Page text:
The ghost of Christmas present • 29 January 2008 • The SnowBlog
The ghost of Christmas present
Rob's explained below about the ghost of Christmas past: here's one from the present day. I've just received word from Nielsen, defender of bibliographic truth and knight of ONIX data, that the reason some of our book records are not getting through to retailers (which I only discovered because Susie bothered to check for me - naively, I would have assumed that if I sent an ONIX compliant record to Nielsen, to whom I pay 400 a year, they would process it in a timely fashion and pass it on) is because Nielsen have not yet migrated to BIC 2.0.
I know - another boring post from Emma about dry old data. Let me explain, though. BIC, the people who are responsible for providing classification codes for books, issued an updated classification system in April 2006. *2006*, note. This new system, 2.0, replaced the former one, 1.1.
It has been 22 months since the old system was declared obsolete.
I understand that many organisations will not have upgraded to 2.0, for all manner of reasons. However, as guardians of data and leaders in the field, Nielsen should be setting an example to everyone and encouraging them - through ceasing provision of 1.1 data after a suitable cross-over period of, say, 12 months - to migrate. Nielsen are able to insist on a whole bunch of strict requirements to process ONIX data, and they managed the ISBN13 migration, so they should be able to insist on BIC 2.0.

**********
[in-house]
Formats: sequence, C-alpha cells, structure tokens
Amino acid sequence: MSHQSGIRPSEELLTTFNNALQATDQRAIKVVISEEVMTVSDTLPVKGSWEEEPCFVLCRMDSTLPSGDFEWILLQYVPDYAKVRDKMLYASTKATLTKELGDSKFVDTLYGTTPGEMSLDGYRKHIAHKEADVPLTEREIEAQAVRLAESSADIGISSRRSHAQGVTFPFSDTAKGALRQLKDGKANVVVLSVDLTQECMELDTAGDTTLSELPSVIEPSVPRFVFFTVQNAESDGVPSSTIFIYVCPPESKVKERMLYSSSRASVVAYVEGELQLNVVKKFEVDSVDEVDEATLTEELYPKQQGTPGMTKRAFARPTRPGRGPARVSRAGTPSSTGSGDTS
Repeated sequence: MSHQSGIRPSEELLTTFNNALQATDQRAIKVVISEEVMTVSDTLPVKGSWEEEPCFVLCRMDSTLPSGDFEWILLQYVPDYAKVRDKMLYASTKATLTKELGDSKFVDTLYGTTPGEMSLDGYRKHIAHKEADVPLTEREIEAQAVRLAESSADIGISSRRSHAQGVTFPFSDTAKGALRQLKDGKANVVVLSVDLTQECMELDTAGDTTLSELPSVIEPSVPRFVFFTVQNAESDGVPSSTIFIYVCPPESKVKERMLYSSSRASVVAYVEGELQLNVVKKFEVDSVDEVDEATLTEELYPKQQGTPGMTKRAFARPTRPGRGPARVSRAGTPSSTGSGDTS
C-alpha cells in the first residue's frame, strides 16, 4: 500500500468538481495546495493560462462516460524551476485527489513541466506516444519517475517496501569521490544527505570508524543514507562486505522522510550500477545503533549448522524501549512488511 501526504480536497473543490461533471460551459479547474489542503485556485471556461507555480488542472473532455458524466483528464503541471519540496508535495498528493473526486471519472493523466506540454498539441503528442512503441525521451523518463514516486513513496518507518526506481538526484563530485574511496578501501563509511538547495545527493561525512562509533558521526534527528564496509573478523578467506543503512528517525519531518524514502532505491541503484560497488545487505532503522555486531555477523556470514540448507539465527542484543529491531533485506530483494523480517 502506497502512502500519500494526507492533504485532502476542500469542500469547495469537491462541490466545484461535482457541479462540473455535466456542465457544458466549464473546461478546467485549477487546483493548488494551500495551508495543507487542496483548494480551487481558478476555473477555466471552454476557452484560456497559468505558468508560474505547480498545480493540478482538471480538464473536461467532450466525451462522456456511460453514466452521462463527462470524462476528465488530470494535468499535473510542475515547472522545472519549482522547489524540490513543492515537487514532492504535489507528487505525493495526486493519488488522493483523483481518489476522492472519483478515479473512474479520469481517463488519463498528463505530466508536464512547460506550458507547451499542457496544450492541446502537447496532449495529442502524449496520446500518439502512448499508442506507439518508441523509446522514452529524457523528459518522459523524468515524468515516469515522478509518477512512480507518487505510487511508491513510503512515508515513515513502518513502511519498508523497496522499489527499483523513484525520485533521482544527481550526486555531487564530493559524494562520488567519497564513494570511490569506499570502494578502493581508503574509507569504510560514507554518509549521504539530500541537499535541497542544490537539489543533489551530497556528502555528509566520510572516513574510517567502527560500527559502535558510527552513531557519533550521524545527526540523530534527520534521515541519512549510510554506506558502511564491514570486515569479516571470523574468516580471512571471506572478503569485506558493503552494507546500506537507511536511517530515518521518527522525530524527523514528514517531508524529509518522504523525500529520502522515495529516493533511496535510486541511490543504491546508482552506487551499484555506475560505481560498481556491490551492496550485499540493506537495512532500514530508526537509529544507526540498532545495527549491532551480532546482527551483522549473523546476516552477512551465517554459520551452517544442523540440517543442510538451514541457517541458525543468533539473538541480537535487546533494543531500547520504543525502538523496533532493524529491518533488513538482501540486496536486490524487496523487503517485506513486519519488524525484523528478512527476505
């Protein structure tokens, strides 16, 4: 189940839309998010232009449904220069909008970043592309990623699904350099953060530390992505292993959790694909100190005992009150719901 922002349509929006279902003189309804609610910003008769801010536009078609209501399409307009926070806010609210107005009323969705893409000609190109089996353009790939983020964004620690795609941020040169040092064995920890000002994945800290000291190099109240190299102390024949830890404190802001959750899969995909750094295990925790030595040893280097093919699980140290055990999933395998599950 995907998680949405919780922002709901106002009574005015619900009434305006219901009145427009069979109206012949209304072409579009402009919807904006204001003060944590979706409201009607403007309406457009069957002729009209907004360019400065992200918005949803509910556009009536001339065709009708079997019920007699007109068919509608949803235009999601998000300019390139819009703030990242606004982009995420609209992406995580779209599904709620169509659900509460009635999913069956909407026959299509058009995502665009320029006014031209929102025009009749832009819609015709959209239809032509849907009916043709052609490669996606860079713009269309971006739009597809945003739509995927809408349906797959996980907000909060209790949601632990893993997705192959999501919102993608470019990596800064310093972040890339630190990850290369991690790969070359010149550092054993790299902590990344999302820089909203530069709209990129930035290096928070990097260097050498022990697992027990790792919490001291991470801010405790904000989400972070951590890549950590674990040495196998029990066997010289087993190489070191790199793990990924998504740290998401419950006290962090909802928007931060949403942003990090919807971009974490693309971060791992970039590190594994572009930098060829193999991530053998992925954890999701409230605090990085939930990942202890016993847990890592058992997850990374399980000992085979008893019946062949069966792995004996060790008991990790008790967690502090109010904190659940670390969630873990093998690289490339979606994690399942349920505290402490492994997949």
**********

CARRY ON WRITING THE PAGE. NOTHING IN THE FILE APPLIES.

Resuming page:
To get round their tardiness they employ people to take my pristine ONIX data (the data I thoroughly validate to make sure there are no errors), to look at the BIC 2.0 code and to take a stab at deciding which BIC 1.1 code should be used instead. Human intervention, in my experience, always leads to error. That's why we've gone to the bother of implementing ONIX - so that there are no rekeying errors. Moreover, there's no straightforward correlation between the two classification systems so there is a real degree of subjectivity involved. There are precedents for their lack of accuracy: for instance, when I registered A A Milne's The Sunny Side with them, via ONIX data, they rekeyed it to be a children's book, thinking they knew better, causing untold lost sales as the witty, adult articles from Punch Magazine sat next to Disney editions of Winnie the Pooh stories.
It matters which subject area a book is classified under - if it's a thriller but is classified as crime that's a completely different buyer, a completely different part of the shop, a completely different search on Amazon etc. And it matters that data management is as efficient as possible. So, I go to great lengths to make sure that our data is accurate and timely and machine readable. I am thus very disappointed that despite my best efforts, a team of people get a chance to fiddle around with it, delay its dissemination and, if they hit the jackpot, render it incorrect.